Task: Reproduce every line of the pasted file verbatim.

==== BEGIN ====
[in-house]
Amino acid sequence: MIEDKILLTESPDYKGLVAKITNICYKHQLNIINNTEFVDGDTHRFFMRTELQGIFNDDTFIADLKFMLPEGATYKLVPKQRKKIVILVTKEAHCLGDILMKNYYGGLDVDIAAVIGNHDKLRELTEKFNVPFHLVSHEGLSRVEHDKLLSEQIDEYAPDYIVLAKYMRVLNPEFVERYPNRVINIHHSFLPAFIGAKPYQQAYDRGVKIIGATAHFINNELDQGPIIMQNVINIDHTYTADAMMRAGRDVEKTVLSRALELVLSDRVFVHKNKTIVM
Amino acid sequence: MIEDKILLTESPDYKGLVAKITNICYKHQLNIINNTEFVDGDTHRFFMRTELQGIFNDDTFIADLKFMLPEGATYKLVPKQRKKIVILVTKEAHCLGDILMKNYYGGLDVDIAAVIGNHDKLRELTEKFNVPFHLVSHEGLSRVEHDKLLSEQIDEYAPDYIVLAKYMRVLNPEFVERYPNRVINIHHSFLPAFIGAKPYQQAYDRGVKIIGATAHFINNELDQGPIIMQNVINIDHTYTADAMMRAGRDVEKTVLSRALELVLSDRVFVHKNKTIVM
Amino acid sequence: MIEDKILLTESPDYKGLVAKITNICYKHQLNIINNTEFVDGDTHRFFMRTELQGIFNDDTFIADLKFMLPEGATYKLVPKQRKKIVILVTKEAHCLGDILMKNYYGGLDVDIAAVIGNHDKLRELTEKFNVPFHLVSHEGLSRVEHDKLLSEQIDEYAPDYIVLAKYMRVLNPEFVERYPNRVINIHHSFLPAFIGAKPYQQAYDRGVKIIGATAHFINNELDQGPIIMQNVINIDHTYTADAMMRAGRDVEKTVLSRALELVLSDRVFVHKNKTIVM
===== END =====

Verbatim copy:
[in-house]
Amino acid sequence: MIEDKILLTESPDYKGLVAKITNICYKHQLNIINNTEFVDGDTHRFFMRTELQGIFNDDTFIADLKFMLPEGATYKLVPKQRKKIVILVTKEAHCLGDILMKNYYGGLDVDIAAVIGNHDKLRELTEKFNVPFHLVSHEGLSRVEHDKLLSEQIDEYAPDYIVLAKYMRVLNPEFVERYPNRVINIHHSFLPAFIGAKPYQQAYDRGVKIIGATAHFINNELDQGPIIMQNVINIDHTYTADAMMRAGRDVEKTVLSRALELVLSDRVFVHKNKTIVM
Amino acid sequence: MIEDKILLTESPDYKGLVAKITNICYKHQLNIINNTEFVDGDTHRFFMRTELQGIFNDDTFIADLKFMLPEGATYKLVPKQRKKIVILVTKEAHCLGDILMKNYYGGLDVDIAAVIGNHDKLRELTEKFNVPFHLVSHEGLSRVEHDKLLSEQIDEYAPDYIVLAKYMRVLNPEFVERYPNRVINIHHSFLPAFIGAKPYQQAYDRGVKIIGATAHFINNELDQGPIIMQNVINIDHTYTADAMMRAGRDVEKTVLSRALELVLSDRVFVHKNKTIVM
Amino acid sequence: MIEDKILLTESPDYKGLVAKITNICYKHQLNIINNTEFVDGDTHRFFMRTELQGIFNDDTFIADLKFMLPEGATYKLVPKQRKKIVILVTKEAHCLGDILMKNYYGGLDVDIAAVIGNHDKLRELTEKFNVPFHLVSHEGLSRVEHDKLLSEQIDEYAPDYIVLAKYMRVLNPEFVERYPNRVINIHHSFLPAFIGAKPYQQAYDRGVKIIGATAHFINNELDQGPIIMQNVINIDHTYTADAMMRAGRDVEKTVLSRALELVLSDRVFVHKNKTIVM